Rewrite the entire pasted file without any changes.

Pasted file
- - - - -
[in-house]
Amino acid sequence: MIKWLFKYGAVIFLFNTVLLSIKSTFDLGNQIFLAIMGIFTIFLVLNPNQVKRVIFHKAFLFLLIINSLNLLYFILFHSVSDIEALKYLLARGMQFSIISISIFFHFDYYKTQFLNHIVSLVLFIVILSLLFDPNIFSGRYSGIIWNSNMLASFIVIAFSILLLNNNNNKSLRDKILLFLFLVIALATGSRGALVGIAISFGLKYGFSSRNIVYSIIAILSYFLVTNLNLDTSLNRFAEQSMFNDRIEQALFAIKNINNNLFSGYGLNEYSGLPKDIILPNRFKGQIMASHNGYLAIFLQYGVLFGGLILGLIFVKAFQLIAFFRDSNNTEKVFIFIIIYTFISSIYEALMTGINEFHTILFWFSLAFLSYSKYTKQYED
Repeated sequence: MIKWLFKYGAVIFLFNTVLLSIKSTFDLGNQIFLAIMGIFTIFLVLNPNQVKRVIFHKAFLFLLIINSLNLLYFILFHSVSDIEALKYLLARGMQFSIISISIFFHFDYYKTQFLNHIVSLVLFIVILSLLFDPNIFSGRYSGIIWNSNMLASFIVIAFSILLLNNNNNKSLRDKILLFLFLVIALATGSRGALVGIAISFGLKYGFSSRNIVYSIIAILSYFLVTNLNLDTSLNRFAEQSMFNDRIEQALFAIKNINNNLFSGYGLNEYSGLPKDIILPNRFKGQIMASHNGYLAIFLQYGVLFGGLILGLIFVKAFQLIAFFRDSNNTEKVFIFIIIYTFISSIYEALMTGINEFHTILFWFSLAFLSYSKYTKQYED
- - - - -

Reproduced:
[in-house]
Amino acid sequence: MIKWLFKYGAVIFLFNTVLLSIKSTFDLGNQIFLAIMGIFTIFLVLNPNQVKRVIFHKAFLFLLIINSLNLLYFILFHSVSDIEALKYLLARGMQFSIISISIFFHFDYYKTQFLNHIVSLVLFIVILSLLFDPNIFSGRYSGIIWNSNMLASFIVIAFSILLLNNNNNKSLRDKILLFLFLVIALATGSRGALVGIAISFGLKYGFSSRNIVYSIIAILSYFLVTNLNLDTSLNRFAEQSMFNDRIEQALFAIKNINNNLFSGYGLNEYSGLPKDIILPNRFKGQIMASHNGYLAIFLQYGVLFGGLILGLIFVKAFQLIAFFRDSNNTEKVFIFIIIYTFISSIYEALMTGINEFHTILFWFSLAFLSYSKYTKQYED
Repeated sequence: MIKWLFKYGAVIFLFNTVLLSIKSTFDLGNQIFLAIMGIFTIFLVLNPNQVKRVIFHKAFLFLLIINSLNLLYFILFHSVSDIEALKYLLARGMQFSIISISIFFHFDYYKTQFLNHIVSLVLFIVILSLLFDPNIFSGRYSGIIWNSNMLASFIVIAFSILLLNNNNNKSLRDKILLFLFLVIALATGSRGALVGIAISFGLKYGFSSRNIVYSIIAILSYFLVTNLNLDTSLNRFAEQSMFNDRIEQALFAIKNINNNLFSGYGLNEYSGLPKDIILPNRFKGQIMASHNGYLAIFLQYGVLFGGLILGLIFVKAFQLIAFFRDSNNTEKVFIFIIIYTFISSIYEALMTGINEFHTILFWFSLAFLSYSKYTKQYED